Saving your face, losing your pants
Israeli Supreme Court president Justice Aharon Barak debated US Court of Appeals' Richard Posner on the subject of whether it is the judiciary's task to "protect democracy", including the rights of an enemy population, during wartime.
Posner argues that democracy is preserved by elected officials doing the will of the electorate. Barak on the other hand, "explained that judges must intervene in real time in executive and military decisions even when those decisions are reasonable. As defenders of human rights, judges, he claimed, are better situated than politicians and military commanders to distinguish right from wrong."
My only thoughts on the matter are that both Posner and Barak assume jurisdiction over the battlefield, which if they came to think of it, only obtains when their nation is victorious or dominant. None of their judgments would have any effect if the enemy wins. All discussions about "democracy" or "human rights" would be moot in a situation where a totalitarianism is left triumphant.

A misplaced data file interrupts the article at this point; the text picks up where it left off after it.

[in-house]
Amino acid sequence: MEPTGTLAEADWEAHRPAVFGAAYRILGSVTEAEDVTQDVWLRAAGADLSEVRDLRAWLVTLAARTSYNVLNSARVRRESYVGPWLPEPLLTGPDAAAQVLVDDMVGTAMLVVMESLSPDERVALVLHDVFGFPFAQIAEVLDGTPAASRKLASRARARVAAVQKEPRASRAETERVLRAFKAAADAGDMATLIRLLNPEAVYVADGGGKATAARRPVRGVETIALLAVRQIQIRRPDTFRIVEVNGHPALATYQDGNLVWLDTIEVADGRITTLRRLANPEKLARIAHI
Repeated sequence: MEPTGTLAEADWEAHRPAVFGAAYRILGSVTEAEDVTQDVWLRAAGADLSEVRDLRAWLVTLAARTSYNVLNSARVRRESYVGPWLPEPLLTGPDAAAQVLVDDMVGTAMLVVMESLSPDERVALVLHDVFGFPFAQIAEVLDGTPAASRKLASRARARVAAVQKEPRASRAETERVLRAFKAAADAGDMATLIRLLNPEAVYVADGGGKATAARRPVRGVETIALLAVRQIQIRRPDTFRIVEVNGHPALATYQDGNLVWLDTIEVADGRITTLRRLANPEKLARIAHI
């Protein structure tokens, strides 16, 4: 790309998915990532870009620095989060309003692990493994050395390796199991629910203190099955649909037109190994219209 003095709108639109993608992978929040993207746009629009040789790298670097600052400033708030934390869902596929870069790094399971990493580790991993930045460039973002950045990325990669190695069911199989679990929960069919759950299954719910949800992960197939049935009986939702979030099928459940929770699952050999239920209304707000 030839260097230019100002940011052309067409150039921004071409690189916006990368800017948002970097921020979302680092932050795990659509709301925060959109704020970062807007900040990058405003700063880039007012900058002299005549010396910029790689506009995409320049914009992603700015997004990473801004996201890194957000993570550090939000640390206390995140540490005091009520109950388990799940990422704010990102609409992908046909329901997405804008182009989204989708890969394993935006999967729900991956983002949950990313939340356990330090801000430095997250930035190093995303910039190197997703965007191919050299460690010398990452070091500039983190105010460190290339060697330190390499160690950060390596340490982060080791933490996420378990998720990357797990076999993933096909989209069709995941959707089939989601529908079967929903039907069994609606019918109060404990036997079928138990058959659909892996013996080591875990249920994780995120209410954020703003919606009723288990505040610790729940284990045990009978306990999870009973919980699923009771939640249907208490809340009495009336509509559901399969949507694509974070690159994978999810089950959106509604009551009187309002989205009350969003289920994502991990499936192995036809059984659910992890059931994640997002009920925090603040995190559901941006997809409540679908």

Barak's "duty to defend human rights" would be logically valid when an abuse threatens democracy within his country itself; thereby rendering any victor in the battlefield a totalitarian. But, if the abuses posed comparatively slight dangers to democracy but significantly increased the risk of loss to a totalitarian enemy, then actions which advantage the foe actually have the effect of undermining the 'human rights' he claims to protect. It would be nonsense, for example, to have turned loose Henrich Himmler's SS on the grounds of protecting their human rights because that would in turn have reduced the human rights of countless others who these criminals would have killed, tortured or incarcerated. There is no net human rights benefit to judicial acts which significantly increase the probability that people like Adolph Hitler, Pol Pot or Osama Bin Laden win in the battlefield.